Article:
So now both Bentley and Rolls-Royce are owned by BMW, what are we to think of this peculiar state of affairs? I think we should be depressed but not for the reasons you might think. I have no problem with the principle of foreign corporations looking after the interests of quintessentially British marques. You have only to look at how jaguar and Aston Martin have thrived under Ford to see the move’s potential. Left to independence, I doubt either marque would have survived. I also think BMW was, of the available options, the most likely both to preserve the marques’ values and fund a proper investment plan.
What depresses me is Vickers wanting to sell Rolls at all. When Jaguar and Astons were sold, both were alone among richer opponents with better products. This is not the case at Rolls. Sales are up, it sits in a niche of its own and had the alleged support of a huge parent company. Vickers would doubtless say it was only acting in the interests of its shareholders and the leap in its share price as the auction was announced demonstrably supports this.
The fact this meant flogging off Britain’s two remaining automotive crown jewels seems, sadly, to count for little. Happily, for the loyal workers at Crewe, I suspect their future is more secure than ever. Time will tell whether the same can be said for the cars they create.
• • •
Certain words trigger volleys of letters from outraged readers. But how else can I tell you that Mansell is back, racing a Ford Mondeo this year? Now, I have had it. Even if I say this is the best thing to happen to touring cars since Volvo raced estates with labradors on board, I’ll be accused of failing by a factor of a million to do justice to the talent of our Greatest living Englishman. To some, no chance is too small to miss taking offence on behalf of he who is known as ‘Our Noige.’ So as I say I think it’s a brave and exciting move for a man with more to lose than gain, I do so in the knowledge that global condemnation will almost certainly follow. You’ll find the address on Page 3.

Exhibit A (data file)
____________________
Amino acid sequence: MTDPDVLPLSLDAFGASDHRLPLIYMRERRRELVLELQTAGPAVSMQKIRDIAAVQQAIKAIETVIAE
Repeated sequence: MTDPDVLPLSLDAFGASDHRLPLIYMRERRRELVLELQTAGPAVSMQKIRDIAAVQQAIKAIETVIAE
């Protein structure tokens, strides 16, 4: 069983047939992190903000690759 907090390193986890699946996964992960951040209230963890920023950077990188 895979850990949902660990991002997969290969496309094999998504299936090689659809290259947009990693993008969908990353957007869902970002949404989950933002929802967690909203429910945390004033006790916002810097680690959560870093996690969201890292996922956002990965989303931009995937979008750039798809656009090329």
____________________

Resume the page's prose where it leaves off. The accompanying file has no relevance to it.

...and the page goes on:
• • •
I never met Enzo Ferrari, Colin Chapman or Soichiro Honda. And now I will neither meet Ferry Porsche, nor any of those individuals who started great car companies. Porsche was the last of the line and his passing closes not just a chapter in Porsche’s history but also that of the world’s car industry.
Car companies no longer service upon the will of one man, TVR being the obvious exception. Even so, there must be something to be said for it as, now the board of BMW has had its way with Rolls-Royce, TVR is, unbelievably, our largest car company. Who can tell what responsibility this places on the shoulders of its maverick boss, Peter Wheeler? However, I take comfort from the certain belief that, come what may, he isn’t about to sell out to anybody.
• • •
Goodwood press day. As the Aston DB3S came through Woodcote, a gasp went up from the pits. It seemed not to be driving around the corner, but floating upon its surface. It was spell-binding. At its wheel sat one Tony Brooks, 66-years old and still a bloody genius. Thought you’d want to know.
Continental notes, October 1966
JUST outside the royal park in which the Monza track is situated is a residential area of large Victorian-type mansions, and one of these was taken over some years ago…
When some 21st century motorsport historian looks back for a window in time to frame what 1990s Formula One was all about, you can point him towards the second half…
Book Reviews - "A History of Motors and Motoring - Volume One, 1895-1900", March 1975, March 1975
Michael Frostick. 230 pp. 11 in. x 9¼ in. (G. T. Foulis & Co., Sparkford, Yeovil, Somerset. £1.95). Here is an interesting volume by the great scissors-and-paste author. I never…